Words: Alan Daly
Pics: © Olga Kuzmenko Photography
For those that didn’t have the time or cash to go to this year’s fantastic Bloodstock Festival, tonight provides an opportunity to see not one, but three of the bands that were on the bill. It’s been four years since Devildriver last played Dublin in support of their 2013 release Winter Kills. Since then, they have had a major line-up shake-up, released another solid album of originals in Trust No One, and more recently, delivered a surprising collection of outlaw country cover songs in Outlaws ’til the End. With another double album in the works and a European tour in full swing, it’s clear that Devildriver are not ones to rest on their laurels.
The first support act is reigning Bloodstock Metal 2 the Masses competition champions This Place Hell who are poised to gain significant exposure thanks to this and their well-received appearance on the New Blood Stage in Catton Hall just a few days prior. The Dublin-based five-piece have earned themselves a reputation as an aggressive modern metal act that has quickly matured into a world-class band ready to tour. With heavy but hooky riffs from Mick Hynes and Damien Regan and a pummeling rhythm section courtesy of Ryan Cummins and Dylan Scully, their sound is topped off by in-your-face vocalist Stephen Cannon. Videos accompanying tracks for ‘Filth’ and ‘Endgame’ help to make them recognizable and provoke an enthusiastic response from the slowly growing crowd on this Wednesday night. Their audience may have started out thin, but their sound is thicker than tar, and by the end of the short set, there were surely more than a few new This Place Hell fans in the house.
Up next is Dead Label, another Irish support act, who has already amassed a five-figure following on their social media platforms, and are steadily growing. This year marked their second performance on the Sophie Lancaster Stage at Bloodstock, and with an appearance at Download Festival and support slots for the likes of Fear Factory and Gojira under their belts, it won’t be long before the Cellbridge-based trio is making the cover of Kerrang! Immediately throwing the eager audience into the deep end of the mosh-pit, they open with ‘The Birth of Suffering’ from their 2016 album Throne of Bones and continue to aurally assail the attendees with more thundering tracks including the instantly-recognisable ‘Salvation in Sacrifice’ and ‘Forget the Names’, a brand new track with tragic inspiration. The crowd is totally engaged throughout the set, and willingly oblige when called to form a “wall of chaos” during their Scuzz-featured track ‘Pure Chaos’. O’Grady, Hall, and Percival have dedicated their lives to this band and deserve great recognition for their efforts.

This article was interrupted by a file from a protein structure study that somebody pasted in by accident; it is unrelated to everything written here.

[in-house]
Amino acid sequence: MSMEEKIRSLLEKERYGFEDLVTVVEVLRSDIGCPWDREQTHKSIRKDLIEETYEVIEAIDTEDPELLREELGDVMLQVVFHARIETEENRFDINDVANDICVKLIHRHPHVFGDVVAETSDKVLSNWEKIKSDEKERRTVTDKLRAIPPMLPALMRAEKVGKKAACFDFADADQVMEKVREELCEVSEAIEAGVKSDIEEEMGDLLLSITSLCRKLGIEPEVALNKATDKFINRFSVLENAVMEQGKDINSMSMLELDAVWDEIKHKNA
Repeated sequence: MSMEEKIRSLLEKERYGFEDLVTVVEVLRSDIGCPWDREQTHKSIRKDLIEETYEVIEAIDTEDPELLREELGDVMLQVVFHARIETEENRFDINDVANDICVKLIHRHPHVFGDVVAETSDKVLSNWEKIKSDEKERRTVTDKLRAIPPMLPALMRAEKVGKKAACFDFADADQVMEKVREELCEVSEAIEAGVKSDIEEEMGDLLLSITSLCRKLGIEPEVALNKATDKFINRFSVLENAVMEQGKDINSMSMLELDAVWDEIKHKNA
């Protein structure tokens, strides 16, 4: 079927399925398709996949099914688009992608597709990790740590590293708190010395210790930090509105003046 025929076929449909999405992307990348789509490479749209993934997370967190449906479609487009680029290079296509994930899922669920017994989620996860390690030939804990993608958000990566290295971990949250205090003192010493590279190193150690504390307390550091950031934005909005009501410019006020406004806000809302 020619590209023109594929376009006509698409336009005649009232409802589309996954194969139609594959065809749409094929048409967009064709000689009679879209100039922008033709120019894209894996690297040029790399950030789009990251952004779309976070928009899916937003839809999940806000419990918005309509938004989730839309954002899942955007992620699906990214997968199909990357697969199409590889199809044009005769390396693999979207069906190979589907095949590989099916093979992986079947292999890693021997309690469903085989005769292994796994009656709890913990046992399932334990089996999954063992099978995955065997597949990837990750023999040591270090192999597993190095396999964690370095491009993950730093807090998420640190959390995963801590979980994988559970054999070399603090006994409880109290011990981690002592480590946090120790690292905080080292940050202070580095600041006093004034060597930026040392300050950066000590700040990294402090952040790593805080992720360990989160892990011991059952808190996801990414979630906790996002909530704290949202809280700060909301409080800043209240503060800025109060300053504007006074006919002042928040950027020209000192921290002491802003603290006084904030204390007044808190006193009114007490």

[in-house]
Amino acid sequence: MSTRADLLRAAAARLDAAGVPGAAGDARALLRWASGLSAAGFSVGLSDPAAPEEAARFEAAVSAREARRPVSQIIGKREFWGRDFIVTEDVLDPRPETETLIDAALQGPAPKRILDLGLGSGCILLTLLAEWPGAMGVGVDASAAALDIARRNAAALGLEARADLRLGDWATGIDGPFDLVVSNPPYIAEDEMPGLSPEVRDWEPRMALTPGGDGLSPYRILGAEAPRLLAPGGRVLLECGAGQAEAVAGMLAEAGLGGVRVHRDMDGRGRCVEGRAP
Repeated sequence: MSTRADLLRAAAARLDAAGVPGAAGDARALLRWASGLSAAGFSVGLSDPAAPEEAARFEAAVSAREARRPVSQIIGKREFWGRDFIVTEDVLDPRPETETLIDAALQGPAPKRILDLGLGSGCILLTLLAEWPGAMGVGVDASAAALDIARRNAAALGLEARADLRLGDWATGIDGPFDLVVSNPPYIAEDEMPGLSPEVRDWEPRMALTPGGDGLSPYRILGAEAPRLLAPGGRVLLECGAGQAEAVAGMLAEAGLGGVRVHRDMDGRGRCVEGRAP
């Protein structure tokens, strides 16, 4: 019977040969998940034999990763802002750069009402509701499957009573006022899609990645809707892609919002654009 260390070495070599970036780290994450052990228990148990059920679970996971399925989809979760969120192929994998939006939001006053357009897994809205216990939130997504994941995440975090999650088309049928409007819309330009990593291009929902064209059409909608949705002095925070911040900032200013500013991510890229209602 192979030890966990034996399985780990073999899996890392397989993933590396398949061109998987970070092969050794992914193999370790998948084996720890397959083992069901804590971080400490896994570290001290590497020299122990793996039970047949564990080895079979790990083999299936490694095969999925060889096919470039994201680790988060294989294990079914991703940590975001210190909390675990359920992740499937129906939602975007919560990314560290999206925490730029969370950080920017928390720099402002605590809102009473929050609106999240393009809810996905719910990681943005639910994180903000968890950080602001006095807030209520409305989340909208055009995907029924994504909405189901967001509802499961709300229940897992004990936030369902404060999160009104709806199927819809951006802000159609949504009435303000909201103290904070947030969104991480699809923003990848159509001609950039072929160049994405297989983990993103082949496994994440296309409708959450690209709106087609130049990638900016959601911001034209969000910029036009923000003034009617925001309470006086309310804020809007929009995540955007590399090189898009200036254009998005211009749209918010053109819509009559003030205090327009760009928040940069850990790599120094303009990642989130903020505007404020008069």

With two such entertaining opening acts, it would be easy to forget that the best is yet to come, and Californian groove metal quintet Devildriver take to the stage a little later than scheduled. Frontman Dez Farara and guitarist Mike Spreitzer are joined by relative newcomers Neal Tiemann, Austin D’Amond and Diego Ibarra and the show kicks off with a triplet of tracks from their 2005 sophomore album The Fury of Our Maker’s Hands; ‘End of the Line’, ‘Hold Back the Day’ and ‘Grinfucked’. With the promotional posters for tonight’s show, and the tour name (“Devildriver ’til the End”) in keeping with the theme and artwork of their recently released country outlaw covers album, it’s somewhat surprising that tonight sees no live debut of any of its content. If truth is known, this probably comes as a relief to dedicated Devildriver fans who are visibly content with classics like ‘These Fighting Words’, ‘I Could Care Less’ and ‘Clouds Over California’. Chaotic mosh pits erupt throughout the set, prompting upbeat Fafara to comment “Now that’s what I want to see”. He dedicates their cover of Awolnation’s ‘Sail’ to anyone in the audience who, like he, suffers from ADHD. More than three-quarters of their set is taken from the first three albums, with just ‘Ruthless’ and ‘My Night Sky’ taken from Winter Kills and Trust No One. With the originally advertised timeline for tonight indicating a ninety-minute show, many fans were understandably critical of the hour-long set, perhaps expecting an encore despite Fafara’s clear stance on the egotistical nature of such charades. Despite leaving them thirsty for more, the performance proves popular among the attendees, and we’re sure to see a great turnout when Devildriver return with their double album of new material due in late-2019/early-2020.